10. Natesmommy77

    Natesmommy77 Active Member


    Thank you for clearing this up for me. I kept thinking I heard changes in the length of the notes she was holding (ie they were longer), but then I thought, "Nah, I'm imagining it."

    As cute as it is and I do love hearing things like that, why include her little blurb at the beginning though about needing to get into a serious mood? Do you think that's the only take he had?

  11. Doesn't the solo version also omit this verse: "So close your eyes and hold me close / Let our hearts pretend / That love is ours to share tonight / And it might never end".
  12. newvillefan

    newvillefan I Know My First Name Is Stephen

    Richard was asked about the little spoken intro once (I think in a Fans Ask when he was running that on his website) - he didn't explain why it was there or whether there could have been a better take; my guess is it's something she may have once said while at the mic preparing to lay down a work lead and he thought it would be nice to put it in for posterity. I've never liked it - she sounds like she's drunk when she says it lol. Also the little 'clapping' noise after she says it is actually a 'cheek pop'. Richard explain it was a little gimmick thing they used to do together. Pinch your cheek with your thumb and forefinger and pull your cheek in and out quickly - that's what that noise is. Still sounds more like she's clapping to me :laugh:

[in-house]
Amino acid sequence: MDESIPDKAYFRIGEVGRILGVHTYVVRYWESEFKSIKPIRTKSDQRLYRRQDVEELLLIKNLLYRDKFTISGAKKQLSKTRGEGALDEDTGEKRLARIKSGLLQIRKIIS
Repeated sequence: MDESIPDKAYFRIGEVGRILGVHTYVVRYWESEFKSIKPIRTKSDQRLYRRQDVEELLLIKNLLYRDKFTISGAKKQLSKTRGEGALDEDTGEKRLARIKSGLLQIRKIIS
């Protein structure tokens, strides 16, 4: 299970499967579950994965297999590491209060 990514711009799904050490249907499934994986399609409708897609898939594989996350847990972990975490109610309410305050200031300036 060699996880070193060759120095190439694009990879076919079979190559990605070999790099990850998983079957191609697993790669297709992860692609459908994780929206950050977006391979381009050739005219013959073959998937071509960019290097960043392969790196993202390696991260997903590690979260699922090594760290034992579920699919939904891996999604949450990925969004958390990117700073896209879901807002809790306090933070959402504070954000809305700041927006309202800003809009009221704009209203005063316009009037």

That's right, the solo version doesn't have the bridge.
    HAPPYONE and Natesmommy77 like this.
  13. Harry

    Harry Charter A&M Corner Member Moderator

    Natesmommy77 likes this.
  14. Natesmommy77

    Natesmommy77 Active Member


    Always a wealth of knowledge you are. Thank you, sir. :)

    I vaguely remember this same conversation on LeadSister 100 years ago. I cracked up about your "drunk" comment. :biglaugh: I wonder why she sounds so muffled? Did she step away from the mic a ways and say it? I dunno. Kinda sounds like she's got cotton in her mouth too. Something. Just odd because it's strange sounding and then you think the same mic is about the pic up on the best voice there ever was and every nuance of it.

    And if you think I haven't been sitting here with my thumb and forefinger flapping the crap out of my cheeks to try and remotely mimic that sound, then you're wrong. Damn my face hurts now! :biglaugh: That's hilarious they had that though and it's cute learning about it. Thank you for sharing it.